10 Things You Should Know If You Want To Write Books as a Career
by Milly Johnson
I – like all authors – am always being asked for our advice and I suspect it’s because people want to know all our shortcuts and magic spells that have made us published authors. Oh I wish I could offer them but the truth is … well read on. And if the following puts you off, you’re looking at the wrong career.
1. The only way to write a book is to sit down and write it. There is no magic, there are no shortcuts – one word in front of the other will eventually add up to 100,000 words – a book. It’s as easy and difficult as that.
2. The first two thousand words of a book are easy … it’s the other 98,000 that are more taxing. Despite the illusion that sitting on your bum all day typing isn’t a real job, trust me – and it’s hard work.
3. If you’re going into writing for immediate fame and fortune – don’t. The reason you hear about the J.K. Rowling and their fortunes in the news is because they are rare. For the majority of authors, it’s a slow burn: modest advances, building readerships and then when you have the trust of those readers – and therefore the publishers – those advances will be bigger.
4. People who say ‘I’m going to write a book one day’ probably won’t. Writing is a passion that doesn’t like sitting on a back-burner. Writers don’t ask ‘how do I start?’ They plunge in and swim around in the waters. They can’t stop themselves. People procrastinate because they are scared of failure. No one will give you a publishing contract for a book that is in your head – you need to winkle it out onto paper.
5. Writers have to have both tenacity and talent – having only one of these will not compensate for the other. If you have both of these you will eventually get a book deal so do not give up.
6. If you think that authors just write books – think again. We are mothers of our creations and our babies have to be supported. We push them in front of people’s noses, show them off in newspapers and on social media sites. We are their PR managers. Sometimes I think that writing the book is the easiest part of the process! My new book It’s Raining Men is coming out on August 1st and that is Yorkshire Day. My head is busy thinking of promotional tie-ins: Yorkshire, rain, umbrellas, the sea … Marc Jacobs even has a perfume called Rain. I’m hoping he’ll send me some samples.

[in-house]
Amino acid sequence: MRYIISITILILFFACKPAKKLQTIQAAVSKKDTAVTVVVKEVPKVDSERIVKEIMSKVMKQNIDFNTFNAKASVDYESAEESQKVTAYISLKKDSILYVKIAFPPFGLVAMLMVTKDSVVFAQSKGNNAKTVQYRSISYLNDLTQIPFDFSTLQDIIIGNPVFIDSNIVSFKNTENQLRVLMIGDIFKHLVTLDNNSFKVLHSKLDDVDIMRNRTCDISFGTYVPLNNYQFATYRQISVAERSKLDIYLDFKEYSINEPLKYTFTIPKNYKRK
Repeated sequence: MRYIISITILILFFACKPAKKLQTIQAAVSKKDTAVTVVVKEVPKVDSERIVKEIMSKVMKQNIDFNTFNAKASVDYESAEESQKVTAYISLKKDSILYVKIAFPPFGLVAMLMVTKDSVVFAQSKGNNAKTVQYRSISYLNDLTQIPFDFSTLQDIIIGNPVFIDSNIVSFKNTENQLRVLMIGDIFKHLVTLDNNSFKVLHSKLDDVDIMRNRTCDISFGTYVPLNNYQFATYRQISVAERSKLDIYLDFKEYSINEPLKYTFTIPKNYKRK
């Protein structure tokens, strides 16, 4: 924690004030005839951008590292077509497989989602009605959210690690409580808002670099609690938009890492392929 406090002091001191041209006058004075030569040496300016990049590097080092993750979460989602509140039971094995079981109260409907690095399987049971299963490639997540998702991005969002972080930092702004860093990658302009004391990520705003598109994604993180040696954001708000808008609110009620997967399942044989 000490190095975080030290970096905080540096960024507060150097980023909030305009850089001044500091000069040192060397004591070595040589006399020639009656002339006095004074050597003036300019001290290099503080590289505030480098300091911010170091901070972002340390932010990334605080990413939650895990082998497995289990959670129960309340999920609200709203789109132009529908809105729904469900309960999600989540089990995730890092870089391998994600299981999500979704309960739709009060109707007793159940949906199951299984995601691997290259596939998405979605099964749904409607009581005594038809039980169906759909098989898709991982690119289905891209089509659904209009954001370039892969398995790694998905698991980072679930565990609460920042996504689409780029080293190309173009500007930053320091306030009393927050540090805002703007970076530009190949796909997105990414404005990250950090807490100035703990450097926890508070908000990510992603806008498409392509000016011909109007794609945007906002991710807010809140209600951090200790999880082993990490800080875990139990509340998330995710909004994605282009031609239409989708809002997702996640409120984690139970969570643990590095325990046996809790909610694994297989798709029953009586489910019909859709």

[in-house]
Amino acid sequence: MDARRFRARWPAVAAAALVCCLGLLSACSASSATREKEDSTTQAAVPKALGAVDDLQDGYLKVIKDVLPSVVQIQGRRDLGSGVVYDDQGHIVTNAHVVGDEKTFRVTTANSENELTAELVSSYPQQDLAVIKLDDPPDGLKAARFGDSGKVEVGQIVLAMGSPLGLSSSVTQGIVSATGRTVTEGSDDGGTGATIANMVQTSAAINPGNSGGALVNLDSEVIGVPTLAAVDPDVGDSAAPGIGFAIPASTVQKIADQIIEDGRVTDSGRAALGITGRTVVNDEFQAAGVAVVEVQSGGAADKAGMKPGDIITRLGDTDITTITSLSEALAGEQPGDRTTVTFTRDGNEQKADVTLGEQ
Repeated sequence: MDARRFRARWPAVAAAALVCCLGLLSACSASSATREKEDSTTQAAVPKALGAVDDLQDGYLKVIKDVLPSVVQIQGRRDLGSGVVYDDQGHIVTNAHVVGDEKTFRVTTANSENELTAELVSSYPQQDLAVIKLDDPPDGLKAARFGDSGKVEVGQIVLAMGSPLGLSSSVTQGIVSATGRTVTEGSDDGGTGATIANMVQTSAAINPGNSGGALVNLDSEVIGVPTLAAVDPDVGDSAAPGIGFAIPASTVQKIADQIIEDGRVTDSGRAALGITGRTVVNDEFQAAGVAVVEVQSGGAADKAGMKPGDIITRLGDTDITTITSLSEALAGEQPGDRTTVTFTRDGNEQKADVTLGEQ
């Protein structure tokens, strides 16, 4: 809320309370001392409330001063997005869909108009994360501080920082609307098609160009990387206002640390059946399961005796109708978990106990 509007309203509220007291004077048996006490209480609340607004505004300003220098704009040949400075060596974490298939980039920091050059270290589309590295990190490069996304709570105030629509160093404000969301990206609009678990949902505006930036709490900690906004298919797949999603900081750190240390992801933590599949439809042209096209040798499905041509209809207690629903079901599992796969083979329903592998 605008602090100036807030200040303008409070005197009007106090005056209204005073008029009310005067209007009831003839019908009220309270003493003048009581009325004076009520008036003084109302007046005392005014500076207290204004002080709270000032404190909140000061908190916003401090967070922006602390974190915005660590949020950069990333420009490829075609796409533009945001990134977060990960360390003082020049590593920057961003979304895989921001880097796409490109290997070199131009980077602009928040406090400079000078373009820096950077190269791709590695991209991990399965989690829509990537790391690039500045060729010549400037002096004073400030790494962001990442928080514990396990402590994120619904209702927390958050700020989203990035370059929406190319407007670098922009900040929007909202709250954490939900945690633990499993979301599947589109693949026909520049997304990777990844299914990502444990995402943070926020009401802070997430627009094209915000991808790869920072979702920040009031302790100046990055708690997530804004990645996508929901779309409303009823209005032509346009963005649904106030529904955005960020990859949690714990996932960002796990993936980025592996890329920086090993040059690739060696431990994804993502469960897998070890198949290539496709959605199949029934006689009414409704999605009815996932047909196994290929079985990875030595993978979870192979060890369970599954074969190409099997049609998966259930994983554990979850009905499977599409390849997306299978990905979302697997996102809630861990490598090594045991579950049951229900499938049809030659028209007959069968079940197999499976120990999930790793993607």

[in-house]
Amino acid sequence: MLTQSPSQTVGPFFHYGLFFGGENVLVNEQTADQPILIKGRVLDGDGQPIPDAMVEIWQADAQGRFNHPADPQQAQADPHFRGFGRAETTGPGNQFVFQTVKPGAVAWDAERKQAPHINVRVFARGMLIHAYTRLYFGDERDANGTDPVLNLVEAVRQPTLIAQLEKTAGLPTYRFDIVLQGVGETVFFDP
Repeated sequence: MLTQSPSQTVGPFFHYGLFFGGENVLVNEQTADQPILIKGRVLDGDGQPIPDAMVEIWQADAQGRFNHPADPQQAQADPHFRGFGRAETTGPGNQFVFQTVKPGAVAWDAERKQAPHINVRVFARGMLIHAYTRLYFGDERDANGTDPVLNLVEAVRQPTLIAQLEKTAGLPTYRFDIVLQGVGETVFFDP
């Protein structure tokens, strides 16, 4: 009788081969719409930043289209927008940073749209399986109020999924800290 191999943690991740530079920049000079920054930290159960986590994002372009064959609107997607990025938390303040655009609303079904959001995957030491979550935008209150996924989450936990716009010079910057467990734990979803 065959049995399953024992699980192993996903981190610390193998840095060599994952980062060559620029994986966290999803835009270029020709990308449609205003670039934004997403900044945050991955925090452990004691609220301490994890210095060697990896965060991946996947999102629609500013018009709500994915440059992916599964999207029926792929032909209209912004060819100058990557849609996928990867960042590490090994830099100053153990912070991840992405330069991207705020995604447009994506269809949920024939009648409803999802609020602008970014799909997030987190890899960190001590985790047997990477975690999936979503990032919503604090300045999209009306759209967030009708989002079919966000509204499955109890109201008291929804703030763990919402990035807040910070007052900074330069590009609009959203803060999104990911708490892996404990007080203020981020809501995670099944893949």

7. It is quite normal for ‘familiarity to breed contempt.’ There isn’t a writer walking – or sitting – that doesn’t look at their work at some point and think ‘what a pile of crap.’ It’s all part of the process and you just have to grit your teeth through that period and plough on.
8. If you think that getting that first book published is as good as it gets – you’d be wrong. The good news is that it just gets better with every book. By book 3 you’ll be building a readership who will be looking forward to your next tome being released and that’s a huge thrill and a great compliment.
9. You can read as many ‘how to write a book’ books as you like but remember there is no right or wrong way when you are writing. Some people plot everything before they begin their books, mavericks (like me) don’t plan a word and just set off to see where the journey takes them – and all different shades inbetween. You will find which way suits you – don’t get too hung up on what is the correct way – because there isn’t one!
10. Okay I lied – there is some magic – because if you fit into a writing career as neatly as Cinderella fitted into her glass slipper, then it is the best job in the world and you’ll NEVER want to do anything else. I certainly feel like someone has waved a magic wand over my life since I dumped the day job and become a published writer. God help me if I ever have to give it up because I’m fit for nothing else!
Love Milly x
Five-foot-tall Milly Johnson is a half Barnsley, half Glaswegian writer of novels including A Winter Flame, White Wedding and Here Come the Girls.